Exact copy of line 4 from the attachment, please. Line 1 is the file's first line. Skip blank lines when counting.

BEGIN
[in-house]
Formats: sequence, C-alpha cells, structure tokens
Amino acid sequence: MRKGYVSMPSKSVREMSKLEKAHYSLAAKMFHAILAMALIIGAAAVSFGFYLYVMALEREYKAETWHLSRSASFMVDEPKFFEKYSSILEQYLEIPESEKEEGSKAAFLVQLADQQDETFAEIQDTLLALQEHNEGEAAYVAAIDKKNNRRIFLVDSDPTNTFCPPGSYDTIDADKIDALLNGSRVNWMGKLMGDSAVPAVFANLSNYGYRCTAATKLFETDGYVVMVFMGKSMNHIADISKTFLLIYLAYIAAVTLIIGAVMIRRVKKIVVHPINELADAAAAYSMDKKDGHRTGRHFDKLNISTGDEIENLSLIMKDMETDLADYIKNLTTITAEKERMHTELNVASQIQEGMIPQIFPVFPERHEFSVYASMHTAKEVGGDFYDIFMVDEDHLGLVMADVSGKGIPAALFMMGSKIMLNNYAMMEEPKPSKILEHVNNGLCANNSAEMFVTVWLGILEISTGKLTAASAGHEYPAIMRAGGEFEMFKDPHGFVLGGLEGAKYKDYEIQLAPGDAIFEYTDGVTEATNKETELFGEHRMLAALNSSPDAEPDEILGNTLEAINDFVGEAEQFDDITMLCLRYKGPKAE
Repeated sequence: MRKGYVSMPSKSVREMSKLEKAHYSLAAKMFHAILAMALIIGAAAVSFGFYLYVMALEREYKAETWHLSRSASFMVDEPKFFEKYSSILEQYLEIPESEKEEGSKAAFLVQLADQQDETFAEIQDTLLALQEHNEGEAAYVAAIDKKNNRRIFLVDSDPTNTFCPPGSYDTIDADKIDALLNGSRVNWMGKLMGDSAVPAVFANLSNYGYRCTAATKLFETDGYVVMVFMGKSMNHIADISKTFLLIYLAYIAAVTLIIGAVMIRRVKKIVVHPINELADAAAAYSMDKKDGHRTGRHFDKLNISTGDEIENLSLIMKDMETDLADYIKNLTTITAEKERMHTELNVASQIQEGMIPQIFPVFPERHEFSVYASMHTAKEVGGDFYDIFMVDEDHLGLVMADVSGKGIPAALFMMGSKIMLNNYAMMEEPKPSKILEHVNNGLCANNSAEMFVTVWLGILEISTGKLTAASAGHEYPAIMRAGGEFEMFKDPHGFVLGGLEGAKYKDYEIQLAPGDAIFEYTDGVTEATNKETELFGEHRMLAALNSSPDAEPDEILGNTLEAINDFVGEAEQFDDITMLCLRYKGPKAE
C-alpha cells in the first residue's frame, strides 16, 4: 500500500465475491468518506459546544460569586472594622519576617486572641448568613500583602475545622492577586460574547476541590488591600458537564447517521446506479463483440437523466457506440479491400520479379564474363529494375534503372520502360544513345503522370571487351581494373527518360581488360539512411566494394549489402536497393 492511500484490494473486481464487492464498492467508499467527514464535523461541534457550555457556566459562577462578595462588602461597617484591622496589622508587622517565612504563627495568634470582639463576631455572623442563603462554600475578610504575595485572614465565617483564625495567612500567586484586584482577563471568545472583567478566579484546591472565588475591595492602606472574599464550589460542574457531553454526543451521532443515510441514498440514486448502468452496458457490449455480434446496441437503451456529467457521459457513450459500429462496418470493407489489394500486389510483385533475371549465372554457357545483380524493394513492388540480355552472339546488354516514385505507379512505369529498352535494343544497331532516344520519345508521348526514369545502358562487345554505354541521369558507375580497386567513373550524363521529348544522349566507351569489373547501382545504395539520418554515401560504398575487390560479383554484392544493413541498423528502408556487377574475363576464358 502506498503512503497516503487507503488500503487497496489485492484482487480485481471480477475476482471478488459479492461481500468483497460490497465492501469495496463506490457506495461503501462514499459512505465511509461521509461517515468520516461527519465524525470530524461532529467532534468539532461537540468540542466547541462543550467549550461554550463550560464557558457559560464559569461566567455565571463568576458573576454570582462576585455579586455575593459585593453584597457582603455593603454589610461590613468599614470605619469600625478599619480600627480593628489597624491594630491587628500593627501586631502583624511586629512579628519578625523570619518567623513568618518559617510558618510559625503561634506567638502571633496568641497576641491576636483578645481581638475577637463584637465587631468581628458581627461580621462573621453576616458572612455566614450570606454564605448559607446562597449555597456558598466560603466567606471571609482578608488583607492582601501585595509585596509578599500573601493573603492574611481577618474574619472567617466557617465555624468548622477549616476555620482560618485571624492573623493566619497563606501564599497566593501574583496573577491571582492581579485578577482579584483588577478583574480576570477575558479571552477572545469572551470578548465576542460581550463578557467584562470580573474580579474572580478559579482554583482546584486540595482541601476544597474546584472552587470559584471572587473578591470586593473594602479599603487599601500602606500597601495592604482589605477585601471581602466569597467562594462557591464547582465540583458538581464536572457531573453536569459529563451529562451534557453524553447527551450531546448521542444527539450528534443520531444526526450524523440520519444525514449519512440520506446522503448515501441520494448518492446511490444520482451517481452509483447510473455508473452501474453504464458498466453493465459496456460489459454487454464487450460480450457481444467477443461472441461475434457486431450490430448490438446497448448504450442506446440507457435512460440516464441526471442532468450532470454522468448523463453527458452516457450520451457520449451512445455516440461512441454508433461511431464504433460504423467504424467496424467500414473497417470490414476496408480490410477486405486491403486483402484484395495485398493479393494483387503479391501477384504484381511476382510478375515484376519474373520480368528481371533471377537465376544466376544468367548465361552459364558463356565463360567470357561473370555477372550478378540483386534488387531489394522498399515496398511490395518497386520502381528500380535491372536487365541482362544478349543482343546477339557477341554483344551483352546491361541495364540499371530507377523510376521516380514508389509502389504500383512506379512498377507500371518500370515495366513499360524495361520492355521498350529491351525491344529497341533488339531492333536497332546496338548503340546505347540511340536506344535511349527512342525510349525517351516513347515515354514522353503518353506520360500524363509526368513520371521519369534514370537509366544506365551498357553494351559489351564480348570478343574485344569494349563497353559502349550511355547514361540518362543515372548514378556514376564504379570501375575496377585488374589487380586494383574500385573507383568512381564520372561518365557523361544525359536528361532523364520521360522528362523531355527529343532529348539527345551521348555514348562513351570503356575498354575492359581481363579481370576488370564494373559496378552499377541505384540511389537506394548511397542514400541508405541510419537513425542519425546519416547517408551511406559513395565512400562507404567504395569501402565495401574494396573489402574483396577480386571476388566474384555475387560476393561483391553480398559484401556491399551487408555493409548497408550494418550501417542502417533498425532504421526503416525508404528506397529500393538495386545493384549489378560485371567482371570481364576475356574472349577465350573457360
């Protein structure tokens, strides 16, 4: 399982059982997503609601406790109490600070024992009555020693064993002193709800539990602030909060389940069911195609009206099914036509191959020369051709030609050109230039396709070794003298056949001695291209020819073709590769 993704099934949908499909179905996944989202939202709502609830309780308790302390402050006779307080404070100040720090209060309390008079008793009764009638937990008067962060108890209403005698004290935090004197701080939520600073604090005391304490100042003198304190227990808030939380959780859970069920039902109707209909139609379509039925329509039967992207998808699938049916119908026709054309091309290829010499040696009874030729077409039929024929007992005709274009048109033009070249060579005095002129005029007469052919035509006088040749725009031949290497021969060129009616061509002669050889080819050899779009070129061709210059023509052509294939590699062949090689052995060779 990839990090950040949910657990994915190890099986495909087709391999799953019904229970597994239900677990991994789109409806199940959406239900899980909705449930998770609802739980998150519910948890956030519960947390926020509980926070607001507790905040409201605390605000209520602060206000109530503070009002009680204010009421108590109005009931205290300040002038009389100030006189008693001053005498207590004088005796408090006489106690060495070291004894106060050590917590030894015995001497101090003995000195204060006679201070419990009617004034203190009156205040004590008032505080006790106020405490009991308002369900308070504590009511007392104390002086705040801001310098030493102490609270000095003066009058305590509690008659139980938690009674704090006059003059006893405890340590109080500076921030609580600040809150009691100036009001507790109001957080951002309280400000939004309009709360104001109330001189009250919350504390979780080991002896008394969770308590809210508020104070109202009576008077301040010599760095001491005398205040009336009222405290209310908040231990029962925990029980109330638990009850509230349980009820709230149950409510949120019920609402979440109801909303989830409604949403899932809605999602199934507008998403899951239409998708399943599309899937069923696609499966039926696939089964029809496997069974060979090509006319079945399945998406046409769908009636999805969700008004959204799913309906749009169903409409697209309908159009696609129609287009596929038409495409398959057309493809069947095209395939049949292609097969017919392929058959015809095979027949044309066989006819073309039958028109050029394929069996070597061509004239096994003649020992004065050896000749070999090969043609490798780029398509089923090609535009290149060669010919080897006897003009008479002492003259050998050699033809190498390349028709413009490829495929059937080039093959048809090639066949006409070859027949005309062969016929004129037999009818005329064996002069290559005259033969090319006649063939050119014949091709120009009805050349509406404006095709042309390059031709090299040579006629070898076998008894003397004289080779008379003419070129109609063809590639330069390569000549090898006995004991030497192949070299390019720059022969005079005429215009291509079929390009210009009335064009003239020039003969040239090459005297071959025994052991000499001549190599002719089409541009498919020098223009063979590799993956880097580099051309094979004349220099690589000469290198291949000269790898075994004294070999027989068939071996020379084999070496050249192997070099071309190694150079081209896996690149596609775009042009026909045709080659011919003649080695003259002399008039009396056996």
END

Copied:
Repeated sequence: MRKGYVSMPSKSVREMSKLEKAHYSLAAKMFHAILAMALIIGAAAVSFGFYLYVMALEREYKAETWHLSRSASFMVDEPKFFEKYSSILEQYLEIPESEKEEGSKAAFLVQLADQQDETFAEIQDTLLALQEHNEGEAAYVAAIDKKNNRRIFLVDSDPTNTFCPPGSYDTIDADKIDALLNGSRVNWMGKLMGDSAVPAVFANLSNYGYRCTAATKLFETDGYVVMVFMGKSMNHIADISKTFLLIYLAYIAAVTLIIGAVMIRRVKKIVVHPINELADAAAAYSMDKKDGHRTGRHFDKLNISTGDEIENLSLIMKDMETDLADYIKNLTTITAEKERMHTELNVASQIQEGMIPQIFPVFPERHEFSVYASMHTAKEVGGDFYDIFMVDEDHLGLVMADVSGKGIPAALFMMGSKIMLNNYAMMEEPKPSKILEHVNNGLCANNSAEMFVTVWLGILEISTGKLTAASAGHEYPAIMRAGGEFEMFKDPHGFVLGGLEGAKYKDYEIQLAPGDAIFEYTDGVTEATNKETELFGEHRMLAALNSSPDAEPDEILGNTLEAINDFVGEAEQFDDITMLCLRYKGPKAE